The Fifteen Marks of the Catholic Church

D eveloped by St. Robert Bellarmine,1542-1621, Doctor of the Church

1. The Church’s Name, Catholic, universal, and world wide, and not confined to any particular nation or people.

2. Antiquity, in tracing her ancestry directly to Jesus Christ.

3. Constant Duration, in lasting substantially unchanged for so many centuries.

4. Extensiveness, in the number of her loyal members.

5. Episcopal Succession, of her Bishops from the first Apostles at the Last Supper to the present hierarchy.

6. Doctrinal Agreement, of her doctrine with the teaching of the ancient Church.

7. Union, of her members among themselves, and with their visible head, the Roman Pontiff.

8. Holiness, of doctrine in reflecting the sanctity of GOD.

9. Efficacy, of doctrine in its power to sanctify believers, and inspire them to great moral achievement.

10. Holiness of Life, of the Church’s representative writers and defenders.

11. The glory of Miracles, worked in the Church and under the Church’s auspices.

12. The gift of Prophecy found among the Church’s saints and spokesmen.

13. The Opposition that the Church arouses among those who attack her on the very grounds that Christ was opposed by His enemies.

14. The Unhappy End, of those who fight against her.

15. The Temporal Peace and Earthly Happiness of those who live by the Church’s teaching and defend her interests.

Robert Bellarmine, St.

St. Roberts Bellarmine was baptized Roberto Francesco Romolo Bellarmino in his hometown of Montepulciano in Tuscany in 1542. In 1560 he entered the Jesuit’s Roman College and joined the Society of Jesus, being ordained priest in 1570. He was sent to the Catholic University Louvain Belgium in 1570 where he quickly gained a reputation for learning and eloquence. St. Robert moved back to Rome in 1576 where he became professor of controversial theology at the newly founded ‘Collegium Romanum’. He was created cardinal in 1599 and from 1602 to 1605 was Archbishop of Capua. His later years were spent in the composition of works of spirituality.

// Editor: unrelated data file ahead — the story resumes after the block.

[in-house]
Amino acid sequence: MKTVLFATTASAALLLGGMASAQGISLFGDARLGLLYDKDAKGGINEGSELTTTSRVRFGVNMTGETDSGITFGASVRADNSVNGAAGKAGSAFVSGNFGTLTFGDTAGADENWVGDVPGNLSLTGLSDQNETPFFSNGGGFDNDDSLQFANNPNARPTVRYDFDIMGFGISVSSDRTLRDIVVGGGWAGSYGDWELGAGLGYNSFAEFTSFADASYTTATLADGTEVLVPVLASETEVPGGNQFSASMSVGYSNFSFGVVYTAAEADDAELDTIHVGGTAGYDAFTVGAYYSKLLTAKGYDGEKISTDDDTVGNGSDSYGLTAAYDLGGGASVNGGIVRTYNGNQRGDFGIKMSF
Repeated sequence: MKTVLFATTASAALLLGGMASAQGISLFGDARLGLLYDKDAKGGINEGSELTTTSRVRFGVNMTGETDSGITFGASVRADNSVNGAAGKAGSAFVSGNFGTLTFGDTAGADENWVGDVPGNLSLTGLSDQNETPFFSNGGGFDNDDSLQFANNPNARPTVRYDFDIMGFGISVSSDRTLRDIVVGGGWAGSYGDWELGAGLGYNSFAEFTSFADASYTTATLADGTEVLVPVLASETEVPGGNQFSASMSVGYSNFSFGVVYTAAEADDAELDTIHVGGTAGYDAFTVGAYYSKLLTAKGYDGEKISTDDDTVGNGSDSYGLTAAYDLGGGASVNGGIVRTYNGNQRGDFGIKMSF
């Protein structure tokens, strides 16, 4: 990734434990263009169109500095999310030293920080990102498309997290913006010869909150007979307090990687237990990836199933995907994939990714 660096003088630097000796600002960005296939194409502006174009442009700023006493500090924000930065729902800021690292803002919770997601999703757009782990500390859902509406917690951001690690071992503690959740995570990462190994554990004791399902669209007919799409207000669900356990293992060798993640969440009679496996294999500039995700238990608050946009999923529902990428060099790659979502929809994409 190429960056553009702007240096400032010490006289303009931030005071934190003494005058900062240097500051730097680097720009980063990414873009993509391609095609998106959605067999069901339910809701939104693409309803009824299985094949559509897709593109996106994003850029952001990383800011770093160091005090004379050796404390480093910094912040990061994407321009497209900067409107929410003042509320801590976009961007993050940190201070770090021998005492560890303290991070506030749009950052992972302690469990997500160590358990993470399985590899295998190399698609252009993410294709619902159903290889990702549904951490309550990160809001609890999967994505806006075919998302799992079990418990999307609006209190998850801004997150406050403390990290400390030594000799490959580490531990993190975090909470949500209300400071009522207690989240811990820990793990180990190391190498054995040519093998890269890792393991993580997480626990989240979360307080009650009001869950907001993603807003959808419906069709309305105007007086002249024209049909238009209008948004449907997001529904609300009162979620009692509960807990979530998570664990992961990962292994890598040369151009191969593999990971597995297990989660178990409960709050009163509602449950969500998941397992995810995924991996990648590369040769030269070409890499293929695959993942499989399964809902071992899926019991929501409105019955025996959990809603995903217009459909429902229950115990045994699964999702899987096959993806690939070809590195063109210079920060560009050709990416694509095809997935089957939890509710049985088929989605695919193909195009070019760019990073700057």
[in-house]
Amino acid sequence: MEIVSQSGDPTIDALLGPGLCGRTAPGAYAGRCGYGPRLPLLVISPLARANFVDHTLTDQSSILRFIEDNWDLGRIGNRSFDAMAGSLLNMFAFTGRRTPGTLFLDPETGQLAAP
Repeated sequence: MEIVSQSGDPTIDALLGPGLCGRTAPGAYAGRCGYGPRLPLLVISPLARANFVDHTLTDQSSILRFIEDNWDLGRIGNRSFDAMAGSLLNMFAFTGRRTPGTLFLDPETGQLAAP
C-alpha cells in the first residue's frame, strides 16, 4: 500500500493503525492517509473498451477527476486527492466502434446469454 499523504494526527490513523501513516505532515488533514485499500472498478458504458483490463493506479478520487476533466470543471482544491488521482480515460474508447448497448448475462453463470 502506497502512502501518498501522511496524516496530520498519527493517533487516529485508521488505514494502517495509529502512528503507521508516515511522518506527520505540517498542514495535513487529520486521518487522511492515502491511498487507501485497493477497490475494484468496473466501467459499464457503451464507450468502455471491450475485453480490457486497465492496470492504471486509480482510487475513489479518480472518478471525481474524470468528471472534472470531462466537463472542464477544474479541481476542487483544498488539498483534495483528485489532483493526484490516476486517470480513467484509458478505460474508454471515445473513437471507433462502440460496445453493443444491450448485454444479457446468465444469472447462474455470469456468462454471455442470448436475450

The life of St. Robert Bellarmine coincided with the Catholic Reformation, sometimes called the “Counter-Reformation,” which immediately followed the ecumenical Council of Trent. As a result, St. Robert’s work was largely devoted to scholarship and controversial theology. He proved himself a vigorous and successful opponent of the Protestants, whom he sought to win over to the Catholic position by reason and argument. Even the Protestant King James I of England engaged in controversy with him. His chief work was the Disputationes de Controversiis Christianae Fidei adversus hujus temporis Haereticos (3 vols., Ingolstadt, 1586-93), a systematic and clear apologia for the Roman Catholic position. He also took a prominent part in the production of the revised edition of the Vulgate, known as the Sixto-Clementine, in 1592. As regards to the Papacy, he supported Paul V in his struggle against Venice and defended the concept of the temporal authority of the Pope, though saw this power as indirect and limited. The reasonableness and fairness of this great post-Tridentine theologian is demonstrated by his sympathetic interest in Galileo and his scientific views that were harshly rejected as unbiblical by other Roman theologians of the day.


St. Robert Bellarmine was canonized in 1930 and declared to be a Doctor of the Church in 1931. His feast day in the Roman calendar is September 17th (formerly 13 May).